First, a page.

It's far from easy to quantify the accomplishments of great players in any given sport. Who are the top 4 hockey players of all time: Wayne Gretzky, Bobby Orr, Mario Lemieux, Maurice Richard? How about gridiron football? Or baseball, which has so many greats.
As a sport, soccer is more widespread than any game on the planet. There are so many national teams, and along with these teams come world-class players. These national sides participate in a variety of competitions such as the European Championship (Euro Cup), the Copa Sudamerica (South American Championship), and of course, the World Cup, which spans the entire globe.
How does one compare a player's contribution to a given competition? And then face the difficult task of judging a player's impact in terms of club play; is a top-scoring title in one league worth more than another?
With all of these different aspects to consider, selecting the 20 greatest soccer players of all time is a daunting task. English fans will be partial to players such as Bobby Charlton, Stanley Matthews, George Best, or even David Beckham. An Italian fan might include Giacinto Facchetti, Dino Zoff, and Paolo Rossi. Turn to South America and you would see names like Garrincha, Vava, and of course Pele and Maradona.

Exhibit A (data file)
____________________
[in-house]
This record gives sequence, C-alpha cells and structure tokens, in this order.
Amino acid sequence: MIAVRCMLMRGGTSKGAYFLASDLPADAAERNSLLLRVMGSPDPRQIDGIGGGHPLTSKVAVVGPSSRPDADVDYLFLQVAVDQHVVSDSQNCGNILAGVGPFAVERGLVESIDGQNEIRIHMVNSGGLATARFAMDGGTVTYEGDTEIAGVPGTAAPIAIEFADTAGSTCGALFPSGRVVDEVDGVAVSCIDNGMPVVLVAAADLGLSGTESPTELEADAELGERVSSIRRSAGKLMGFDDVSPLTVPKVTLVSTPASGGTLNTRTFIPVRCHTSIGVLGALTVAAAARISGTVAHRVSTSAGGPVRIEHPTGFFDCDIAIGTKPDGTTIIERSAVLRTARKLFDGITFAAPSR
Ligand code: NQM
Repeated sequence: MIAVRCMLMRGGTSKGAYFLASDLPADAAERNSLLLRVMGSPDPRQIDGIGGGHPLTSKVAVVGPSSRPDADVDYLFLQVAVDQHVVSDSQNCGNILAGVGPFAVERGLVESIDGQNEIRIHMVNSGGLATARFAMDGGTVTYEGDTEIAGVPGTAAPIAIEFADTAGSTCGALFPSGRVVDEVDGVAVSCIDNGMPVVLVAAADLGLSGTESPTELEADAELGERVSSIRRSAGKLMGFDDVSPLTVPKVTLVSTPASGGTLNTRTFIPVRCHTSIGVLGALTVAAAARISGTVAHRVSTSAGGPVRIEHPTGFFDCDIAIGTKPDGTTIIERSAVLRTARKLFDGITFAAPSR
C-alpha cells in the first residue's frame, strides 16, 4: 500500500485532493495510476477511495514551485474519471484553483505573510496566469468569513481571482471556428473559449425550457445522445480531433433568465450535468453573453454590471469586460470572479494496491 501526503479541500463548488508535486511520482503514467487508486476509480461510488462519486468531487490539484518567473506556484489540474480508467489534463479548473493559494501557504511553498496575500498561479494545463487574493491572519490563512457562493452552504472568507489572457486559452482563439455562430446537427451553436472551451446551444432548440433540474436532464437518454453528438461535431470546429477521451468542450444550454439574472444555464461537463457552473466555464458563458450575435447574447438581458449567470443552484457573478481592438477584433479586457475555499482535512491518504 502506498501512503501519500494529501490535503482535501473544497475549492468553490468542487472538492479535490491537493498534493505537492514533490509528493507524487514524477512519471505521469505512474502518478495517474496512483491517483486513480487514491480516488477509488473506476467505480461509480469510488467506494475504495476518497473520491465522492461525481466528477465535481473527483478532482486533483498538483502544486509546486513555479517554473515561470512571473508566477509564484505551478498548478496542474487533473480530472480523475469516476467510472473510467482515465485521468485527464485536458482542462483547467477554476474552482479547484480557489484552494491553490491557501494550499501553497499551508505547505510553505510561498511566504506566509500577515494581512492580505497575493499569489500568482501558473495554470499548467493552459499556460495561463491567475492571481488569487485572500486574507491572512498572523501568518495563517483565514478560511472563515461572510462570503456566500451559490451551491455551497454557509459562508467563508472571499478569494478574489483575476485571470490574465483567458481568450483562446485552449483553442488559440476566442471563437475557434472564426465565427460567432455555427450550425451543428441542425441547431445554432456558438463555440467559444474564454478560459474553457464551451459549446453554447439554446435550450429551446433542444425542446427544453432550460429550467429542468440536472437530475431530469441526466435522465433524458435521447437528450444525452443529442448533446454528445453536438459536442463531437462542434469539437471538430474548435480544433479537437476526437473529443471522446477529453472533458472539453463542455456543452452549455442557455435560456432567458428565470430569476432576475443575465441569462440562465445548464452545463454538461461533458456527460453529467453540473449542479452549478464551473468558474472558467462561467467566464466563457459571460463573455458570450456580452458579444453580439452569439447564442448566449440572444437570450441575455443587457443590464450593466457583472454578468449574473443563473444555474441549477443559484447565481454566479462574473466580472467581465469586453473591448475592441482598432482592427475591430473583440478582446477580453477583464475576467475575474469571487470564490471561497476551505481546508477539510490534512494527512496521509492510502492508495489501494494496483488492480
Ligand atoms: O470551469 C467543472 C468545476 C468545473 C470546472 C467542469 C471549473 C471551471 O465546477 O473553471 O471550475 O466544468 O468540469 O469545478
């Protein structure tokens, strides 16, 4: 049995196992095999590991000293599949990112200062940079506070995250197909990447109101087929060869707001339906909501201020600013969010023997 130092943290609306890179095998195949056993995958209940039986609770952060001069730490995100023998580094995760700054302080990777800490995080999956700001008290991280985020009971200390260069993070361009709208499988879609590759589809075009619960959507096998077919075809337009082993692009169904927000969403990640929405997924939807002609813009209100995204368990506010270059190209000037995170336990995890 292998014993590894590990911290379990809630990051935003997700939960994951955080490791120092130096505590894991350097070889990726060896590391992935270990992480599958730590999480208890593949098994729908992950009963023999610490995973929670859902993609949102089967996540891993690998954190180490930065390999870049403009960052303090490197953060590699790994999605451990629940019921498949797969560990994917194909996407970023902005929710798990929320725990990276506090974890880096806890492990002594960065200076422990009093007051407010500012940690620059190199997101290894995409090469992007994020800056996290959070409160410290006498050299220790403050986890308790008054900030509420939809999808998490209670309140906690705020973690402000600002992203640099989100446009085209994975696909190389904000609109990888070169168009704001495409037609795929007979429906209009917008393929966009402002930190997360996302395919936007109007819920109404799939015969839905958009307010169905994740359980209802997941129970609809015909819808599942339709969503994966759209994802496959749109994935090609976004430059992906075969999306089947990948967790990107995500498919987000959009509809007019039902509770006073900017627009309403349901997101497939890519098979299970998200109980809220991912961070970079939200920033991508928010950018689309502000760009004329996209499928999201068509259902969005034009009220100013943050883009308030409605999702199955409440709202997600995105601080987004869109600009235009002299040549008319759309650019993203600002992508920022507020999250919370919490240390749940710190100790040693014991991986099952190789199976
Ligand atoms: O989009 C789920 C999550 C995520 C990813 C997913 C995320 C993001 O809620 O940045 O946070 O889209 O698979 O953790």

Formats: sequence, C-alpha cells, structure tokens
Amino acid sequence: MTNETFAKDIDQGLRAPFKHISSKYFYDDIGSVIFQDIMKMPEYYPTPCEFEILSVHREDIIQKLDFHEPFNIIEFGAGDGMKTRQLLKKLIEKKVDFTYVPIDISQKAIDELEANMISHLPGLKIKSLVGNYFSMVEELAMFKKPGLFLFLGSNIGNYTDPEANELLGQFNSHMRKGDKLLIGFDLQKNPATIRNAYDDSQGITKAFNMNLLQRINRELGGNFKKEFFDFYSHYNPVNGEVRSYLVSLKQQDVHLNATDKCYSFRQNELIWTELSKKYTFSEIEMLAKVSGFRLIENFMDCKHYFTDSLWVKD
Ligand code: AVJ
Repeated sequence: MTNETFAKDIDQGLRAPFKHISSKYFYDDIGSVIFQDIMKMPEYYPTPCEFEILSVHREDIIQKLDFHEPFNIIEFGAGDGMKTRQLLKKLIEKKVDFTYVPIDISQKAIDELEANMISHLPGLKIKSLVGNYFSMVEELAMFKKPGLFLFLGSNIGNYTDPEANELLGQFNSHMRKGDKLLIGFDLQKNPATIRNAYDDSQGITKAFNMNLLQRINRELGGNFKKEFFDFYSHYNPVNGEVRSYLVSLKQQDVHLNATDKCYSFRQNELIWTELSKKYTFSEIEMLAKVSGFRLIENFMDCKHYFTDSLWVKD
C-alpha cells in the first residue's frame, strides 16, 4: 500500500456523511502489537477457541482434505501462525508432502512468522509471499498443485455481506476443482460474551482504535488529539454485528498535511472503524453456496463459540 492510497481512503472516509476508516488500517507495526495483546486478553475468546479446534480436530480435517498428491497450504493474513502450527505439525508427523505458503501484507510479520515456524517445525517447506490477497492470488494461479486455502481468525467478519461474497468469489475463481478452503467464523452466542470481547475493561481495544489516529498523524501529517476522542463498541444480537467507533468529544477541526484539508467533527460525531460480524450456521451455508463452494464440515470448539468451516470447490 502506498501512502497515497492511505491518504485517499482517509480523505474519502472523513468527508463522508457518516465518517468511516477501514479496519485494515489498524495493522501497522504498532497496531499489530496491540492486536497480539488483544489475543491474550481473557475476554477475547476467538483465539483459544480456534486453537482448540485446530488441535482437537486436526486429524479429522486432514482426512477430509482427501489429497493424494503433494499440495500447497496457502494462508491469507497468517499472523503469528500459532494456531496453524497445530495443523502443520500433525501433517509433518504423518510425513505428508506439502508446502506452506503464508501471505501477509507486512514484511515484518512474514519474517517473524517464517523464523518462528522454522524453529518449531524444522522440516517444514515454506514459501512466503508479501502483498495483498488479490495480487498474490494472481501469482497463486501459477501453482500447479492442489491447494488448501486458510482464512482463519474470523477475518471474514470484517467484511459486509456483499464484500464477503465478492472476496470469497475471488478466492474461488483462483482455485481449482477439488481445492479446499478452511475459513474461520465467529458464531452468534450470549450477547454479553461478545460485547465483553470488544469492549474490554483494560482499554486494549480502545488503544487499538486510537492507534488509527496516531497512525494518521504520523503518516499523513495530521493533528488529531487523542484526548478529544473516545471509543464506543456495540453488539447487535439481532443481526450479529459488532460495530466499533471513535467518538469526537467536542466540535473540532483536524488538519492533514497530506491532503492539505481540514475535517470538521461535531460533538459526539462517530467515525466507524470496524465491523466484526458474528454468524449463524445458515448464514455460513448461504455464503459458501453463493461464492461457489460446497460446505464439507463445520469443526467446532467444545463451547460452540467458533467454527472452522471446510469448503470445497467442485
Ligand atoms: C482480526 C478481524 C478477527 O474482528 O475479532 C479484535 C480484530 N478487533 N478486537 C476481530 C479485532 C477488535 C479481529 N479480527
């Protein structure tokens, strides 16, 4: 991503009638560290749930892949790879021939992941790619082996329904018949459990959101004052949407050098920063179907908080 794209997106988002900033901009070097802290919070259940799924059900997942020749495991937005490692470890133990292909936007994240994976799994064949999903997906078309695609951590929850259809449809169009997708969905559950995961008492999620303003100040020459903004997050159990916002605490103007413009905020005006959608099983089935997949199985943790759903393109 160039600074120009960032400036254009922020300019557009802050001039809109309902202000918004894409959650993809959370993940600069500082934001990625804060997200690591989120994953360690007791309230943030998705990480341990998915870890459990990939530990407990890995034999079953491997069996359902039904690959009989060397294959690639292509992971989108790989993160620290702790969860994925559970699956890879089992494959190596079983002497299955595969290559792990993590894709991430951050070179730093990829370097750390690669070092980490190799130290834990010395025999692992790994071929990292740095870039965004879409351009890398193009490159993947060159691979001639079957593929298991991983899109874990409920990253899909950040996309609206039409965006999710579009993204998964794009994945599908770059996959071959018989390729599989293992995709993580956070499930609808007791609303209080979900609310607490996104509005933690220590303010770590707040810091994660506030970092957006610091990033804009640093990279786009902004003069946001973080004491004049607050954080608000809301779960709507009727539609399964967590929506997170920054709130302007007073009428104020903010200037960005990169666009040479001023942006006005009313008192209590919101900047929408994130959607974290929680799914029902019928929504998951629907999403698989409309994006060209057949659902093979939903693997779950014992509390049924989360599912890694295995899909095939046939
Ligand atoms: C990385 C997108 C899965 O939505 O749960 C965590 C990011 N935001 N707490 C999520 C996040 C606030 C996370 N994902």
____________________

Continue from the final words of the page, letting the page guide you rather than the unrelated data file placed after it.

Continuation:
There's no doubt that all of the players mentioned are great in their own respect, but to be one of the greatest of all time, a player must have added something more to the game itself. It is not simply a matter of goals and saves.
Based on the following criteria, here are the top 20 greatest soccer players of all time:
Gabriel (Omar) Batistuta
Years Played: 1988 - Present
Why he's one of the greatest: Chose to stay with Italian club Fiorentina despite relegation to the Serie B in the 1992/1993 season, to lead them back to the Serie A the following season.
Gabriel Batistuta made his name with Argentine club Boca Juniors after a short stint at rivals River Plate. He gained prominence on the world stage in 1991, scoring six goals as Argentina took the South American Championship. His performance prompted a move to Italian side Fiorentina, where fans affectionately nicknamed him "Batigol" for his predator's touch. Choosing to remain with Fiorentina following relegation, Batistuta earned the Serie A scoring title the following season with 26 goals. After nine seasons with Fiorentina, he was sold to AS Roma, where his 20 goals would inspire the side to their third ever Italian league title.
Batistuta remained a faithful member of Argentina's national side throughout the 1990s. His two goals against Mexico in the 1993 South American Championship final saw Argentina hoist their second consecutive trophy. Always the marksman, he led the team in goals at both the 1994 and 1998 World Cups. Unfortunately for the world-class striker, the imminent transfer to the "big club" never came.